Photo by: Bryan Moore
Critical Questions: Jessica Young
The future of Papercut Magazine & black metal.
As soon as publishers got wind of the rising technology of digital publications, a slow and deadening white enveloped their faces. Soon their stomachs grew heavier with the realization that the world of publishing is not just about looking ahead for change to come, but it is in fact, right in the middle of change itself. The future of print has been in limbo for a while, with long-running publications grasping deseperately at strings of opportunity, running aimlessly down paths that promise the basic hope of any publication: this hope being the subscribers themselves.
The unsteady ground of publishing, however, can be taken two directions: either you see it as a windfall to the traditional empire built around glossy pages and gray-stained fingertips from newpaper clippings -- or you see it as an opportunity to advance toward a form of media in which top-down hierarchy no longer reigns; where the readers dictate the product.
Papercut Magazine has taken the latter concept and pushed it further, delivering fresh content on the most up-and coming-designers, photographers, artists, musicians, and, culture based on the ideal that a publication can exist and work with the versatile lifestyles of the modern reader. Already they are making an impact in the art and digital communities with these innovative conceptions on what a magazine can be, and more importantly, the transformation of what readers' role can become within the development process. During what can be seen as a tumultous time for publishers, Papercut is not re-arranging the old, they are forging a new form of media based on complexity, which is exactly what being creative is about.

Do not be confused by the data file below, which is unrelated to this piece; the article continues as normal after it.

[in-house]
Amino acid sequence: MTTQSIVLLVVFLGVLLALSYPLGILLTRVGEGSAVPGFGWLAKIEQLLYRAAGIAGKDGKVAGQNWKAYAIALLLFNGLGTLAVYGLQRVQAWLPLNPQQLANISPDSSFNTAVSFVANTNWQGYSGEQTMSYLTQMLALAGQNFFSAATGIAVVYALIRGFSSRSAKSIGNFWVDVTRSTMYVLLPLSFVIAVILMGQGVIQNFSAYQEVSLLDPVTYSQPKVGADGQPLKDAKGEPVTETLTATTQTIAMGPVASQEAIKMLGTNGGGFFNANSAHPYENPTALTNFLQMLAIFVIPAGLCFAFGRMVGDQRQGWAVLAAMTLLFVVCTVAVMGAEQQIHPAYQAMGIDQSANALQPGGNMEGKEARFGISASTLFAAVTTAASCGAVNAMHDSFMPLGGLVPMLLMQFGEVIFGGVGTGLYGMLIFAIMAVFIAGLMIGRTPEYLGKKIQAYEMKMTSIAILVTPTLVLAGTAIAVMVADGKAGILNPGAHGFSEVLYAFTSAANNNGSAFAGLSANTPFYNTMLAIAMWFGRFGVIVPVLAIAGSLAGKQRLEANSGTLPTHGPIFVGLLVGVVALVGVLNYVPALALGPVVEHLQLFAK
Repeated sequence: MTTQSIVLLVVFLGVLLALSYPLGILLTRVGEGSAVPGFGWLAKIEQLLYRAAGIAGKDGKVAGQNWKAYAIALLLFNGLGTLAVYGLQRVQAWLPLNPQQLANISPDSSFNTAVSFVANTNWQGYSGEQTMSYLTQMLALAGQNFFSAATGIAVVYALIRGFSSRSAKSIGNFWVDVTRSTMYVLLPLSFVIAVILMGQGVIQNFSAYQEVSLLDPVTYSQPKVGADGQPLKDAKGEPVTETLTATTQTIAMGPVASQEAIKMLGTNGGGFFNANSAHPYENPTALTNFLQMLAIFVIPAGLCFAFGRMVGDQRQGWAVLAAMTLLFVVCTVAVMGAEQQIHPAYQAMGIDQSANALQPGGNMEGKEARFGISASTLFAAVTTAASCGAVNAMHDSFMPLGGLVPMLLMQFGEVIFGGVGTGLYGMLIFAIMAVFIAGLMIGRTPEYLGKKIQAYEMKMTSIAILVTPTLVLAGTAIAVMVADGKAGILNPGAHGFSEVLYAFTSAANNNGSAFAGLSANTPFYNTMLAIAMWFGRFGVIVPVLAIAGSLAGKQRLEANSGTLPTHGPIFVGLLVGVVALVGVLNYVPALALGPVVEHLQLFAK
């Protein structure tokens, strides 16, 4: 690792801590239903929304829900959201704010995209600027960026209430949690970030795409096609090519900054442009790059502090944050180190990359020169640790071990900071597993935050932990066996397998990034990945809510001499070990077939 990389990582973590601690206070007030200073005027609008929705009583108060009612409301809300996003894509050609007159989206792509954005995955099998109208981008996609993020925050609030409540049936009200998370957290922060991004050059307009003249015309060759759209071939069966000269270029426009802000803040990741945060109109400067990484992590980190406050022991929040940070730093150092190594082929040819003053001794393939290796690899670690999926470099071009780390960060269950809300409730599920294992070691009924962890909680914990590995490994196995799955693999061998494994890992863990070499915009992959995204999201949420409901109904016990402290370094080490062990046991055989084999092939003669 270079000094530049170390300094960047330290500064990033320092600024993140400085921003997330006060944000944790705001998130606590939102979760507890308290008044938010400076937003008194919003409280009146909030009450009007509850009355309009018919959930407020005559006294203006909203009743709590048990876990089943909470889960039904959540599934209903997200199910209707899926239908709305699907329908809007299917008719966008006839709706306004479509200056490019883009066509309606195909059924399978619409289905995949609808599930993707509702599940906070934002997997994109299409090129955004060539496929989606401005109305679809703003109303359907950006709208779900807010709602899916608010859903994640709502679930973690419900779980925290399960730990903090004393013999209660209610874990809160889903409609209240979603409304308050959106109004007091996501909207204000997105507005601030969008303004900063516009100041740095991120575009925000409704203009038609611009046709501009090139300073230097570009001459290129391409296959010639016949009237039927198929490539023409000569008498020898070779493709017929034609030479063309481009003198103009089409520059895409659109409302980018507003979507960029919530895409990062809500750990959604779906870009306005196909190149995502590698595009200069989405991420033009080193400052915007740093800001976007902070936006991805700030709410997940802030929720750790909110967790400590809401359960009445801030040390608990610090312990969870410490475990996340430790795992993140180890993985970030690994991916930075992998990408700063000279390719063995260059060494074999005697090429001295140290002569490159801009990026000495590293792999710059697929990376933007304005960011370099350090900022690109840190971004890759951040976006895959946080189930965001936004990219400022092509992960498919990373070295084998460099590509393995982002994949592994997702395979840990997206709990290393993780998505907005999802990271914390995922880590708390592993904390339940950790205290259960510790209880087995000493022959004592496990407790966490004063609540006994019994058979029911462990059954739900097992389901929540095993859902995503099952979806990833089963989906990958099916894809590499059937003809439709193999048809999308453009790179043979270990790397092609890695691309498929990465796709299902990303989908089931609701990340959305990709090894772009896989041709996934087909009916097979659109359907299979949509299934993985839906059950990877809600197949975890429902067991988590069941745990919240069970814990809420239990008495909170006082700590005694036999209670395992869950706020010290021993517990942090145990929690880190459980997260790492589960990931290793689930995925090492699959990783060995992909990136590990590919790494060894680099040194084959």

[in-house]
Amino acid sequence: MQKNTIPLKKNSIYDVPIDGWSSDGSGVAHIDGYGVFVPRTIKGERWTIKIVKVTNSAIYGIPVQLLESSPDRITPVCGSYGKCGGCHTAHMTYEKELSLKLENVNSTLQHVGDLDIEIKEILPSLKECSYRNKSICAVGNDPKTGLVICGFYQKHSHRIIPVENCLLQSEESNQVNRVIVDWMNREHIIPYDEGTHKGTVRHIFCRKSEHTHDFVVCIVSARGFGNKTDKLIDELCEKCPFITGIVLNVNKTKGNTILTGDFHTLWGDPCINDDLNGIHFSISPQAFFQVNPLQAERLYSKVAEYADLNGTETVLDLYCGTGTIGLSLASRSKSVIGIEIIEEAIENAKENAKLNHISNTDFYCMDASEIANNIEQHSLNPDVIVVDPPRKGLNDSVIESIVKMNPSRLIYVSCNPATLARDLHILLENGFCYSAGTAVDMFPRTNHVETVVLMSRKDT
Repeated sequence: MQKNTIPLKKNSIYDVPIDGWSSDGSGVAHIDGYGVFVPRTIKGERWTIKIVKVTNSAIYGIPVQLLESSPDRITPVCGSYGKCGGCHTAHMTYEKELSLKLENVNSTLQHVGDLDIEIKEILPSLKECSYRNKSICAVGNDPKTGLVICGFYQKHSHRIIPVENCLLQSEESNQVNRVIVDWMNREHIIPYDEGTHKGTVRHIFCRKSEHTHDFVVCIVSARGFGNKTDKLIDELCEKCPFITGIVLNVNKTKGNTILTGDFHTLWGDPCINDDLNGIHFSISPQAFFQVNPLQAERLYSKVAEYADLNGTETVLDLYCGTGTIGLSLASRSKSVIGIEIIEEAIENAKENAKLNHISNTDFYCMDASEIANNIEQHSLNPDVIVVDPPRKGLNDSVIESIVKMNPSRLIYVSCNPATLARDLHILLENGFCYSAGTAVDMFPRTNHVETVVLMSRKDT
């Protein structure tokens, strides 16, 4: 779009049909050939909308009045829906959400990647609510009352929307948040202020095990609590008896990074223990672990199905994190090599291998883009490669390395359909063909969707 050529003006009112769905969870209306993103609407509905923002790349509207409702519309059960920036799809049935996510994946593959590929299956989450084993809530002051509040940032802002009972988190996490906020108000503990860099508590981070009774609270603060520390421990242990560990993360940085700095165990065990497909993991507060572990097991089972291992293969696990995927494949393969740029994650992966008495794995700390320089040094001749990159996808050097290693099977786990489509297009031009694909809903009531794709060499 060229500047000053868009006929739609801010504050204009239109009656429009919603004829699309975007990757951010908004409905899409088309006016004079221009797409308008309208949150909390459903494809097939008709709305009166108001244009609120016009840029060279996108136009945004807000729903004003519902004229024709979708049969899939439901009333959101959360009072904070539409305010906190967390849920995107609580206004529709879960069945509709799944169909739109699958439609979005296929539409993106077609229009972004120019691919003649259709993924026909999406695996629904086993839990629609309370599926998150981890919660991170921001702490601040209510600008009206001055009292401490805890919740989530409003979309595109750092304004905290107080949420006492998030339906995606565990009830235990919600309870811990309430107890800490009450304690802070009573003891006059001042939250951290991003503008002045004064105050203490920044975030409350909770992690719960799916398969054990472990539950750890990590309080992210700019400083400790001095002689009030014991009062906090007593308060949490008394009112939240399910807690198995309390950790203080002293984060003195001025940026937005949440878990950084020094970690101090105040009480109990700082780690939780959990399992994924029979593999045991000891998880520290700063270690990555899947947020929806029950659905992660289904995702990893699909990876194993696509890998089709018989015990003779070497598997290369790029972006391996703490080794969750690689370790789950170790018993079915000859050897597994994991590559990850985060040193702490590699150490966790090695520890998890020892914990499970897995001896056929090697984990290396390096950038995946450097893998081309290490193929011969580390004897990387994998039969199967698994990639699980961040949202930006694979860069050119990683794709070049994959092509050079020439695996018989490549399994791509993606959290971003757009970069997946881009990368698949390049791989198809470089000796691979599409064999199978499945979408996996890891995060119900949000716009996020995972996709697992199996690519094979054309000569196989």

As a montly digital and on-demand print publication, they are now attempting the feat of conquering a rather new arena -- "iPad-generation" publishing, with all of its multi-faceted possibilities. With new interactive features, including teaming up with ReverbNation and developing a pick-and-choose approach, Papercut has launched Papercut REPLAY, a montly 360-interactive magazine subscription. We sat down with Jessica Young, Papercut Magazine's Fashion Editor and Director of Content, to discuss the trend of digital technology in the publishing world, what these interactive developments mean for subcribers (both the traditional reader and the trendy), and what is in store for the future of print.
CM: How did the concept for Papercut REPLAY come into fruition and what were some challenges you faced?
JY: From the beginning we knew that we wanted to be a digital-media publisher. For that to happen you obviously need a digital edition, and an iPad edition, and a print edition, because now media is being consumed across all these medias, it's not just one. However, there's a lot of software involved and basically it became an issue of money. There are all these software licensing costs that go into it. You have to design for so many different platforms and so many different usages. You have HTML5, you have Android, you have Mac -- you have to develop all this stuff separately. However, being forward-thinking, we also knew that we could make it easier for our end user by creating a subscription experience where, if we packaged it all together, we could deliver an experience for users where they were able to pick and choose which media they want to consume Papercut Magazine on. Maybe one day they're on their web browser and they want to check out the digital edition. Or, they're in the subway and they want to read it on their iPad, to check out all the extra multi-media stuff we offer. Or, they are contributors so they really want the print edition. So, why not deliver it in one package deal, but deliver it across all medias?
What are some of the features you are most excited about?